But on further reflection and on closer review, Judge Rakoff’s opinion may offer a way out, both for these parties and for the SEC in general. In footnote 7 on page 13 of the opinion, Judge Rakoff draws a sharp contrast between this settlement involving Citigroup and the SEC’s earlier settlement with Goldman Sachs, which Judge Rakoff noted “involved a similar but arguably less egregious scenario.” (For a detailed background on Goldman’s settlement of the SEC action, refer here.)


The Goldman settlement, he noted, involved a substantially higher civil penalty (i.e., a $535 million penalty on only $15 million in profits, compared to the proposed Citigroup settlement in which the company agreed to pay a $90 million penalty on $160 million of profits). But even more importantly, as Judge Rakoff noted, the consent judgment in the Goldman case involved an “express admission” from Goldman that the marketing materials for its toxic securities “contained incomplete information.” Judge Rakoff also noted that the Goldman consent judgment involved remedial measures beyond those to which Citigroup agreed, and also involved Goldman’s undertaking to cooperate with the SEC in ways in which Citigroup had not.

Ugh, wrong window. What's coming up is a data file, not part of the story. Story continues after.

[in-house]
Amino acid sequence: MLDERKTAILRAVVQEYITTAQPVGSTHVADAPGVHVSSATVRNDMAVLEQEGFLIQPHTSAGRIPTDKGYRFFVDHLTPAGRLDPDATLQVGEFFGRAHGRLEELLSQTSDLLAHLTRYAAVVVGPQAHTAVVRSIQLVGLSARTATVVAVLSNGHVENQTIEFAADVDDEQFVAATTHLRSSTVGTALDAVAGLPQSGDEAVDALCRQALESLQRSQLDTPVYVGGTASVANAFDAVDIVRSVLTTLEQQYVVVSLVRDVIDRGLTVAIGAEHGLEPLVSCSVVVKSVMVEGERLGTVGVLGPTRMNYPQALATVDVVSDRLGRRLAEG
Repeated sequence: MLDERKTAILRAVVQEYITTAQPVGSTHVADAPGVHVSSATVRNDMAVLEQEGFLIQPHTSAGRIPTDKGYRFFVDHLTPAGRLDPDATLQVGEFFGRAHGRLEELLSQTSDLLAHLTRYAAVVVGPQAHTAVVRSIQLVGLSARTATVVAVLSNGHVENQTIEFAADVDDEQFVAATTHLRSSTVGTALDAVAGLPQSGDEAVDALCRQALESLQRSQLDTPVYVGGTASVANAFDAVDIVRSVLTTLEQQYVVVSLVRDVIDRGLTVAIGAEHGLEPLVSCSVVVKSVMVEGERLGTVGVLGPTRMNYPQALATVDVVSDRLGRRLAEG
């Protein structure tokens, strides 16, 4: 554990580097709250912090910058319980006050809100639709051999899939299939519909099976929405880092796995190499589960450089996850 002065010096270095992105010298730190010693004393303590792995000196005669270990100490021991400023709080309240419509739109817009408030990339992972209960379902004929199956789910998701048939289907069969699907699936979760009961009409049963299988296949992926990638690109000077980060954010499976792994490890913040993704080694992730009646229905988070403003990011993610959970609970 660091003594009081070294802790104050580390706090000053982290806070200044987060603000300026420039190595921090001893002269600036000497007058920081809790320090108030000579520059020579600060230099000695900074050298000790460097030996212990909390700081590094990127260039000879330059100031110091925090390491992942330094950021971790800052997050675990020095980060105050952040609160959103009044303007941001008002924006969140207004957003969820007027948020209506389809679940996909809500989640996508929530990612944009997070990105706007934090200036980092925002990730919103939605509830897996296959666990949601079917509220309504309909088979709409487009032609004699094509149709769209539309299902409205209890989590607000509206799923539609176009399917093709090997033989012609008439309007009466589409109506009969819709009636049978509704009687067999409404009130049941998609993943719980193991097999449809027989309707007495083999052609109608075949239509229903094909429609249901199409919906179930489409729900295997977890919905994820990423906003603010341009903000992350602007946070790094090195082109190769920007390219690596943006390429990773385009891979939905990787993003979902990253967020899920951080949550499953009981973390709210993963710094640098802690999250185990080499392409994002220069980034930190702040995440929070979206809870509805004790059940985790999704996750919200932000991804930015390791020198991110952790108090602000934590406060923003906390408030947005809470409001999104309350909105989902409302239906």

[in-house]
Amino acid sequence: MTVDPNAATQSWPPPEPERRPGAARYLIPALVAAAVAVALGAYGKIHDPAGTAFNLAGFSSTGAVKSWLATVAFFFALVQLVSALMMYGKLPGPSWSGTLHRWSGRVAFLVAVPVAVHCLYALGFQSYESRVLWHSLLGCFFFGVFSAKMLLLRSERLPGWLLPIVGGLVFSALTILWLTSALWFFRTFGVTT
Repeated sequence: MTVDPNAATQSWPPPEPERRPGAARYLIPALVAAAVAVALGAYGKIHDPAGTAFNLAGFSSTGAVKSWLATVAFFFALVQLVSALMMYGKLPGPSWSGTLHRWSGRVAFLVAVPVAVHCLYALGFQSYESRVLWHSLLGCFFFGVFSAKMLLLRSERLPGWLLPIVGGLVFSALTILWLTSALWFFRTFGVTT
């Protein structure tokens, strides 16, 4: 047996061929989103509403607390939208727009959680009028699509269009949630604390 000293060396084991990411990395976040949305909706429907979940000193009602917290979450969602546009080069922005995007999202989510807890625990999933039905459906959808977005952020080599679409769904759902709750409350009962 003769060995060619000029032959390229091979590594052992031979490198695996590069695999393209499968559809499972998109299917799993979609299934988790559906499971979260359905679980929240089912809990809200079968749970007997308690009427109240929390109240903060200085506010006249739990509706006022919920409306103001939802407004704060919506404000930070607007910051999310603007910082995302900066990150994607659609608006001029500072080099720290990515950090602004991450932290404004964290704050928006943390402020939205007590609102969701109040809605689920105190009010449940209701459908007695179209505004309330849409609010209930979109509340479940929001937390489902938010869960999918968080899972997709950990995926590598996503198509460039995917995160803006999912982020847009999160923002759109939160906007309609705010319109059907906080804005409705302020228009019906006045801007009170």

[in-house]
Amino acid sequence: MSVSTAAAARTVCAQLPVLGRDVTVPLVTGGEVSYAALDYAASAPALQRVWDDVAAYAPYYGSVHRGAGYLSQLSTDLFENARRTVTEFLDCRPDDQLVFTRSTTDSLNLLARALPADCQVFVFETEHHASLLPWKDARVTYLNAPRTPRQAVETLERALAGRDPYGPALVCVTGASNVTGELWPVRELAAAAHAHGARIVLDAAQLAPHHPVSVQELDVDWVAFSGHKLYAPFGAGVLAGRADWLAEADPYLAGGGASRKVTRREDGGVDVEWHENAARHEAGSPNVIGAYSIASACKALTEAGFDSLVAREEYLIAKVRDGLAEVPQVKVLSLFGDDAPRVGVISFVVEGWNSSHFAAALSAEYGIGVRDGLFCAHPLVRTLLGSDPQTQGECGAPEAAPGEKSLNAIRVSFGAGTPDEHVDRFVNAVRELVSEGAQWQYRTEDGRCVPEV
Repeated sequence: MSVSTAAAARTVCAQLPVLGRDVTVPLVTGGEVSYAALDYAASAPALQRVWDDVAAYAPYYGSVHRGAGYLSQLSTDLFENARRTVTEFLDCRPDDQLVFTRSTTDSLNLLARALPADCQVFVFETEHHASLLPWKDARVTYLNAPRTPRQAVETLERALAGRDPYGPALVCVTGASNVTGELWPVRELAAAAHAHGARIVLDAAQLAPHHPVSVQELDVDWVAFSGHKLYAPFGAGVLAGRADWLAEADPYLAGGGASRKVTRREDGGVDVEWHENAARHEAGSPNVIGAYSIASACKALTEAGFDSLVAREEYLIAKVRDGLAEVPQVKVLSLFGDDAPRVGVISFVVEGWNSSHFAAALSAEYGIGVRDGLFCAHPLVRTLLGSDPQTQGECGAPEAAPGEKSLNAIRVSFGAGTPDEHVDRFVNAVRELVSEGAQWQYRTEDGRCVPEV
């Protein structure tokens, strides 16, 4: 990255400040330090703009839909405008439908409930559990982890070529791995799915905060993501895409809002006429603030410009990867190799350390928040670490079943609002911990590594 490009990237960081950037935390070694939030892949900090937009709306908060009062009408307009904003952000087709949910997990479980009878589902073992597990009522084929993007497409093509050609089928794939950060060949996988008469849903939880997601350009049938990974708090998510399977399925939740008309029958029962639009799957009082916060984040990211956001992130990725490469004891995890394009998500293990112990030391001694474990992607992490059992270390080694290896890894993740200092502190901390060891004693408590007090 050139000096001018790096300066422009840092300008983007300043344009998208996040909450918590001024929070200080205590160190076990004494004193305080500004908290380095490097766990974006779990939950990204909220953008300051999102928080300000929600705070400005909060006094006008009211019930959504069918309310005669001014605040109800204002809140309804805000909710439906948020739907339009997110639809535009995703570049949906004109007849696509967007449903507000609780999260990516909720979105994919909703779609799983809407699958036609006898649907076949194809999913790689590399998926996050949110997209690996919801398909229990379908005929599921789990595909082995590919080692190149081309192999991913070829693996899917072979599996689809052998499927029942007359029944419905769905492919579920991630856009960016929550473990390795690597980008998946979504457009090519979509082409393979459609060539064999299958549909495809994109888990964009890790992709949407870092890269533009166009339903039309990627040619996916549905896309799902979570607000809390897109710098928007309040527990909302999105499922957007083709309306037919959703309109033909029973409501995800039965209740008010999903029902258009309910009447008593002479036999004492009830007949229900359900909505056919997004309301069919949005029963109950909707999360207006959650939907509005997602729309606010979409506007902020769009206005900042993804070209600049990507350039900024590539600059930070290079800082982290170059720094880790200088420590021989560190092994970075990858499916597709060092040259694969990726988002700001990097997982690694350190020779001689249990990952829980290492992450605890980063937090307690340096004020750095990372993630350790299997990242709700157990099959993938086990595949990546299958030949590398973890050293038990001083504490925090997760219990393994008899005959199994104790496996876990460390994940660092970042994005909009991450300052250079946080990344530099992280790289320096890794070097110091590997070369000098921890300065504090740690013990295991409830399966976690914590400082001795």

The contrast that Judge Rakoff drew between the Goldman settlement and the Citigroup settlement may suggest a way that the SEC and Citigroup may yet be able to settle this case (and for that matter, for future parties to try to avoid the objections that Judge Rakoff raised in connection with this proposed settlement).  


First, just as when the SEC and the Bank of America previously faced Judge Rakoff’s rejection of the proposed settlement of the SEC’s action against BofA, it seems that Citigroup is going to have to make a greater monetary contribution for a proposed settlement to pass Judge Rakoff’s scrutiny. (Judge Rakoff’s summary of the sequence of events surrounding the SEC’s settlement with BofA is described here.)


But if the parties want to avoid the July 2012 trial date, they are also going to have to work out a deal that omits the “neither admits nor denies” formulation. Judge Rakoff disparaged the SEC’s long-standing practice of including formulations of this type in its enforcement action settlements as “hallowed by history but not by reason.”